Shotgun Gauge and Ammunition

Shot Gun GaugeThe caliber of a shot gun is called gauge and is based on a time when lead was sold by the pound. The gauge was the number of lead balls that could be made equal to the diameter of the shot gun barrel from one pound of lead. So the higher the number the smaller the shot gun barrel.

Shot guns are commonly available in a variety of sizes from the 10-gauge (largest) to the .410 (smallest and only shot gun size not based on gauge). The most popular are 12-gauge - which is more powerful and typically used for large game and self defense - and 20-gauge - which is less powerful and typically used for small game and skeet. If shot guns were measured in caliber, the 12-gauge would be a .727 - nearly 3/4-inch diameter. (Graphic from How Stuff Works).

Shot guns offer something that most rifles and hand guns do Shot Gun Shellnot - a wider variety of ammunition for a wider variety of purposes, all fired from the same gun. A shot gun cartridge is similar in construction to rifle and hand gun cartridge. It has a casing, primer, powder, projectile, plus a wad (made of plastic or dense fabric) between the gunpowder and the projectile. The projectile can be either a slug or pellets (also called shot). The purpose of the wad is to prevent the gas from gun powder exploding from blowing by the projectile. A slug is the same size diameter as the shot gun barrel, just like the bullet is the same size as the rifle or hand gun barrel. Shot is many smaller diameter pellets.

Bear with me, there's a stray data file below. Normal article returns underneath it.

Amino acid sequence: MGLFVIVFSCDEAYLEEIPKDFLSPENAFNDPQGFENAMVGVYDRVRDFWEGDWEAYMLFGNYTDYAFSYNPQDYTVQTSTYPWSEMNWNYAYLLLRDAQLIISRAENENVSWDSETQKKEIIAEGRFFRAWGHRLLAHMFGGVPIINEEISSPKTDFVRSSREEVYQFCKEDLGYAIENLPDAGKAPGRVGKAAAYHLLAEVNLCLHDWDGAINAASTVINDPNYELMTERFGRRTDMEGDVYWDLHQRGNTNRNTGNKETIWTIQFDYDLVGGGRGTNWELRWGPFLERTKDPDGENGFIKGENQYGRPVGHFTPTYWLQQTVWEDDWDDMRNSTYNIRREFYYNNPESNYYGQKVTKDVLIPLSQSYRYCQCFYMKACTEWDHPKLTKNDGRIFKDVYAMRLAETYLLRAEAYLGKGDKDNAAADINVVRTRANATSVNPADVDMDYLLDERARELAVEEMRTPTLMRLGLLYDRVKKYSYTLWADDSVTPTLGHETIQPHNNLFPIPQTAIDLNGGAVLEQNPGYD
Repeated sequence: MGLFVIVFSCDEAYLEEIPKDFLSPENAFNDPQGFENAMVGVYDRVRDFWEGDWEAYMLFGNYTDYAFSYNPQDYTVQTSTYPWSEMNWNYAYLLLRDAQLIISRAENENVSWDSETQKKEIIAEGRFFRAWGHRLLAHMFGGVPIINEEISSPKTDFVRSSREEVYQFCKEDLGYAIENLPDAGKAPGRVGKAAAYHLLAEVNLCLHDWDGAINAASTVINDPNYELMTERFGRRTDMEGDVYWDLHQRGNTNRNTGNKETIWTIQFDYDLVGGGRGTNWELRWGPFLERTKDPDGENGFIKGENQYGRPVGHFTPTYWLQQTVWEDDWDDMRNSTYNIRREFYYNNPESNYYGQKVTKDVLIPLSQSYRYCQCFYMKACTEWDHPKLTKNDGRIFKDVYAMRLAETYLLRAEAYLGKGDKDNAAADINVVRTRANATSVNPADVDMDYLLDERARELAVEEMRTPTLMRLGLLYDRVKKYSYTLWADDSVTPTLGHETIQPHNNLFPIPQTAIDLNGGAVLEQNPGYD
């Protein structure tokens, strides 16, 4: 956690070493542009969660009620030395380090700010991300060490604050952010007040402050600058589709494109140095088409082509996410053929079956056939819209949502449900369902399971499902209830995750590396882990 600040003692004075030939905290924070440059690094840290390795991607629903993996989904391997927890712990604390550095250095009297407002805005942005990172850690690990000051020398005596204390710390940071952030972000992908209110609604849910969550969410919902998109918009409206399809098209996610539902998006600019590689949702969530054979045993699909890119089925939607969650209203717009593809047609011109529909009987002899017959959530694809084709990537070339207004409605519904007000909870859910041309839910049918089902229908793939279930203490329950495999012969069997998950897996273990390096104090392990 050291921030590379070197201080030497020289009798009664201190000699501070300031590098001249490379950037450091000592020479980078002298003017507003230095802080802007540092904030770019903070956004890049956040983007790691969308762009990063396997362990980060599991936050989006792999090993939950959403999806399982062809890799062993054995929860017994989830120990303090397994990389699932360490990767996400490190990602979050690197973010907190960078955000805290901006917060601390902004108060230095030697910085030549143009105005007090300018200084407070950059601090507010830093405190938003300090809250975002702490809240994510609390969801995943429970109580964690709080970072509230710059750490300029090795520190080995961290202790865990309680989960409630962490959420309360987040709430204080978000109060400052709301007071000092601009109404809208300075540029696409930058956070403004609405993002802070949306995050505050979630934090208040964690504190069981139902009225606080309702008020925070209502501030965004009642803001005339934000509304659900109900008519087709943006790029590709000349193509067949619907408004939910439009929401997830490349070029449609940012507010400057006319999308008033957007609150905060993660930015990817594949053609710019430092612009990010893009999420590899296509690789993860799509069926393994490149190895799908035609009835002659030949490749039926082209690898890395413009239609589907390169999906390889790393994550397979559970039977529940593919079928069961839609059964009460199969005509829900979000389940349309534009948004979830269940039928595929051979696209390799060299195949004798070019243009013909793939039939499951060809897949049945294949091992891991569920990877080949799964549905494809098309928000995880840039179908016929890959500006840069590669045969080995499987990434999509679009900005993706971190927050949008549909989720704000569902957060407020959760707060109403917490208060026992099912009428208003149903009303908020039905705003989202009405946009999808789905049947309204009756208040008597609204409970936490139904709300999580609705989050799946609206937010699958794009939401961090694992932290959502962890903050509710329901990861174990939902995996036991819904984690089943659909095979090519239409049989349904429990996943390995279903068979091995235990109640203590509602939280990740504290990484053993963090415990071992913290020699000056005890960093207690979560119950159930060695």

Shot can be various sizes. Larger shot (such as buck shot for deer) is for larger game and smaller shot is for smaller game (such as game shot for fowl). Naturally, the larger the shot size, the less number of pellets per cartridge - nine per cartridge of 00 buck shot and 27 per cartridge of 7-1/2 game shot. Here's a few examples. Click pictures to enlarge.

shot gun shot sizes buck shot turkey shot shot sizes
From Today's Hunter
shot sizes

riflingRifles and hand guns have groves in the barrel (called rifling) which make bullets spin when fired. Shot guns barrels typically have no groves and are called smooth bore. Given that the pellets are all individual projectiles, the smooth bore provides less disturbance to their travel through the barrel. Some have rifling and as they are designed to fire only slugs. (Graphic from How Stuff Works.)

Firing multiple pellets per round increases the odds of hitting a target over firing just one bullet per round, even from less than ideal conditions. This is why the shot gun was the preferred gun of choice in the old west for security detail on stagecoaches. (Where did you think "riding shot gun" came from?)

shot gun choke spreadThe spread of shot guns can also be modified by use of chokes. A choke is constriction at the end of the shotgun barrel that controls the spread of the pellets shot, like the nozzle of a garden hose. There are four types of choke:
Full choke - tightest pattern
Modified - second tightest pattern
Improved - second widest pattern
Open choke (or open bore) -widest pattern
Click to enlarge.
(From Today's Hunter.)

With all of the various options for shot guns, it is very important to always check the size of the barrel and the cartridge. Using the wrong cartridge (such as 20-gauge cartridge in a 12-gauge shotgun) can result in a blockage in the barrel which can cause the barrel to explode in the shooter's hands on the next round. The barrel size is stamped into the side of the barrel and the cartridge size is printed on the side and stamped into the head of the cartridge.


barrell stamphead stamp

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